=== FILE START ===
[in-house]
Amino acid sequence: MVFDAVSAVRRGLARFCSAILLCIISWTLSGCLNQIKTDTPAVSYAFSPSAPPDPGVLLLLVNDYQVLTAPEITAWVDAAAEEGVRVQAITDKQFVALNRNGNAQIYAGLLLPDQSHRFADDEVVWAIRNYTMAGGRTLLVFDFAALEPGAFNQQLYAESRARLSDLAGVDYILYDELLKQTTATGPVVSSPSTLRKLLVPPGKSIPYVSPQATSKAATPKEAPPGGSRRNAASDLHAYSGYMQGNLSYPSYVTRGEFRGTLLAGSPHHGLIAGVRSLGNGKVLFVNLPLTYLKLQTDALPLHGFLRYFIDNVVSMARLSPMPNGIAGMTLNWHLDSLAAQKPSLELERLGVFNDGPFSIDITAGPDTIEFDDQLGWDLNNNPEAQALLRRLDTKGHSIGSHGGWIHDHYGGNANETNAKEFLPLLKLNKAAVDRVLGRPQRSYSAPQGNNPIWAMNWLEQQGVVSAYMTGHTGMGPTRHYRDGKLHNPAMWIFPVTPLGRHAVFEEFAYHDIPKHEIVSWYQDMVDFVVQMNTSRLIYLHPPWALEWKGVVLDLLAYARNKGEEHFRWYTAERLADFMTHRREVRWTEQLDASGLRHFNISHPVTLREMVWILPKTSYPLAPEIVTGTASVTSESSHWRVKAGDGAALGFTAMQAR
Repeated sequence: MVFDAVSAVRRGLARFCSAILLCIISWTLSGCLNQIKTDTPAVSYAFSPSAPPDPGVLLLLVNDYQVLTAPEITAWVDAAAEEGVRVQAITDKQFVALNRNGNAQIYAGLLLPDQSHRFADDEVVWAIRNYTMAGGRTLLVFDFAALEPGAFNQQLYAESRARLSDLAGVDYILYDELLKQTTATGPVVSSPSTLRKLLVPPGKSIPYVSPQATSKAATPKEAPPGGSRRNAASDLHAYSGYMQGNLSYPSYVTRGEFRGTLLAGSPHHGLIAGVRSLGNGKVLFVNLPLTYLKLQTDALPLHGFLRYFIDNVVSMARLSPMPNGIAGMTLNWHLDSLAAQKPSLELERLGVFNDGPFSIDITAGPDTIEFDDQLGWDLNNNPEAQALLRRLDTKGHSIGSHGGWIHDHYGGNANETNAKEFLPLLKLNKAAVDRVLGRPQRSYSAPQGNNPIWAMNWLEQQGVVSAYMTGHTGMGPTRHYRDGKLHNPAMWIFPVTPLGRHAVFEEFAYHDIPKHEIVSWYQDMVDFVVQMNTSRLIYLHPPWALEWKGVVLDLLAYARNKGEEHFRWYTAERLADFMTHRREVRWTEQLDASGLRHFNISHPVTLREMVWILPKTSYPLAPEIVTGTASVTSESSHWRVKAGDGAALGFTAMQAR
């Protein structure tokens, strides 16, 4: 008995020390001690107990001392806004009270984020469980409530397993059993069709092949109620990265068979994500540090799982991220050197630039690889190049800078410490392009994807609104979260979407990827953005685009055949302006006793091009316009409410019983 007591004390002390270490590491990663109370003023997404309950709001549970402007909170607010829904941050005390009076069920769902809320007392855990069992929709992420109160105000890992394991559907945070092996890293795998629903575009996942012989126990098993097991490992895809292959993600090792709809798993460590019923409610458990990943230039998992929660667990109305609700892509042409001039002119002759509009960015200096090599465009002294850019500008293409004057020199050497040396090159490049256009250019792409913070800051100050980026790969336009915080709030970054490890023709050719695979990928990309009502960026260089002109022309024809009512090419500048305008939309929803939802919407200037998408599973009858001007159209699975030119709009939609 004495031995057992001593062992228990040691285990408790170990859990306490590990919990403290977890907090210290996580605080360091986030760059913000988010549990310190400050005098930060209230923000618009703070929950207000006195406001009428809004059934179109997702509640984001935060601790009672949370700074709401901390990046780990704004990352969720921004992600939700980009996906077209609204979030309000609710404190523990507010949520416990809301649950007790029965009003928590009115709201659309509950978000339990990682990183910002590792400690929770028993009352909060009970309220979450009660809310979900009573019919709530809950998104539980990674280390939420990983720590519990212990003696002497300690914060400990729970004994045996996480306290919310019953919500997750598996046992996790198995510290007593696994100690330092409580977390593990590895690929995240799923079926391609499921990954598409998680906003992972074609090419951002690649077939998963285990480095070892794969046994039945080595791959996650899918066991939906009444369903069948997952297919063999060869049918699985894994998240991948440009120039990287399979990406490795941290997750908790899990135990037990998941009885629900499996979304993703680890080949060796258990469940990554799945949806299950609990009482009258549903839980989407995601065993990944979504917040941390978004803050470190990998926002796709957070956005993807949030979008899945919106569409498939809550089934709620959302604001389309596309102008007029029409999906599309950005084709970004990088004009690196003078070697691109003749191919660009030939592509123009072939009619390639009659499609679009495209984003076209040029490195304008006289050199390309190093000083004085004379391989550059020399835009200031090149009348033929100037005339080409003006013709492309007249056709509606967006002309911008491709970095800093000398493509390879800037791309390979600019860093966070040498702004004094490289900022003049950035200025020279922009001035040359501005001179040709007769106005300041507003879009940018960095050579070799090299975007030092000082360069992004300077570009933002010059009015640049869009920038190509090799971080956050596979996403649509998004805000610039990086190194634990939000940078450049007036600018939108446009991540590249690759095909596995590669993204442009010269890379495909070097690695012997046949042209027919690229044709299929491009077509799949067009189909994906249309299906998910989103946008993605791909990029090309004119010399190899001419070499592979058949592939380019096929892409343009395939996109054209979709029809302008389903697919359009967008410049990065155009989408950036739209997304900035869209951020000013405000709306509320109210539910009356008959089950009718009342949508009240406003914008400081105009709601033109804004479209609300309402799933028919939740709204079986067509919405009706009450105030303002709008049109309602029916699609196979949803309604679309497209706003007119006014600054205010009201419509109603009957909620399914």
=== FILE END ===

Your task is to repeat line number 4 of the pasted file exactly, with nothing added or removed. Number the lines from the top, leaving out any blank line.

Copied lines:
């Protein structure tokens, strides 16, 4: 008995020390001690107990001392806004009270984020469980409530397993059993069709092949109620990265068979994500540090799982991220050197630039690889190049800078410490392009994807609104979260979407990827953005685009055949302006006793091009316009409410019983 007591004390002390270490590491990663109370003023997404309950709001549970402007909170607010829904941050005390009076069920769902809320007392855990069992929709992420109160105000890992394991559907945070092996890293795998629903575009996942012989126990098993097991490992895809292959993600090792709809798993460590019923409610458990990943230039998992929660667990109305609700892509042409001039002119002759509009960015200096090599465009002294850019500008293409004057020199050497040396090159490049256009250019792409913070800051100050980026790969336009915080709030970054490890023709050719695979990928990309009502960026260089002109022309024809009512090419500048305008939309929803939802919407200037998408599973009858001007159209699975030119709009939609 004495031995057992001593062992228990040691285990408790170990859990306490590990919990403290977890907090210290996580605080360091986030760059913000988010549990310190400050005098930060209230923000618009703070929950207000006195406001009428809004059934179109997702509640984001935060601790009672949370700074709401901390990046780990704004990352969720921004992600939700980009996906077209609204979030309000609710404190523990507010949520416990809301649950007790029965009003928590009115709201659309509950978000339990990682990183910002590792400690929770028993009352909060009970309220979450009660809310979900009573019919709530809950998104539980990674280390939420990983720590519990212990003696002497300690914060400990729970004994045996996480306290919310019953919500997750598996046992996790198995510290007593696994100690330092409580977390593990590895690929995240799923079926391609499921990954598409998680906003992972074609090419951002690649077939998963285990480095070892794969046994039945080595791959996650899918066991939906009444369903069948997952297919063999060869049918699985894994998240991948440009120039990287399979990406490795941290997750908790899990135990037990998941009885629900499996979304993703680890080949060796258990469940990554799945949806299950609990009482009258549903839980989407995601065993990944979504917040941390978004803050470190990998926002796709957070956005993807949030979008899945919106569409498939809550089934709620959302604001389309596309102008007029029409999906599309950005084709970004990088004009690196003078070697691109003749191919660009030939592509123009072939009619390639009659499609679009495209984003076209040029490195304008006289050199390309190093000083004085004379391989550059020399835009200031090149009348033929100037005339080409003006013709492309007249056709509606967006002309911008491709970095800093000398493509390879800037791309390979600019860093966070040498702004004094490289900022003049950035200025020279922009001035040359501005001179040709007769106005300041507003879009940018960095050579070799090299975007030092000082360069992004300077570009933002010059009015640049869009920038190509090799971080956050596979996403649509998004805000610039990086190194634990939000940078450049007036600018939108446009991540590249690759095909596995590669993204442009010269890379495909070097690695012997046949042209027919690229044709299929491009077509799949067009189909994906249309299906998910989103946008993605791909990029090309004119010399190899001419070499592979058949592939380019096929892409343009395939996109054209979709029809302008389903697919359009967008410049990065155009989408950036739209997304900035869209951020000013405000709306509320109210539910009356008959089950009718009342949508009240406003914008400081105009709601033109804004479209609300309402799933028919939740709204079986067509919405009706009450105030303002709008049109309602029916699609196979949803309604679309497209706003007119006014600054205010009201419509109603009957909620399914």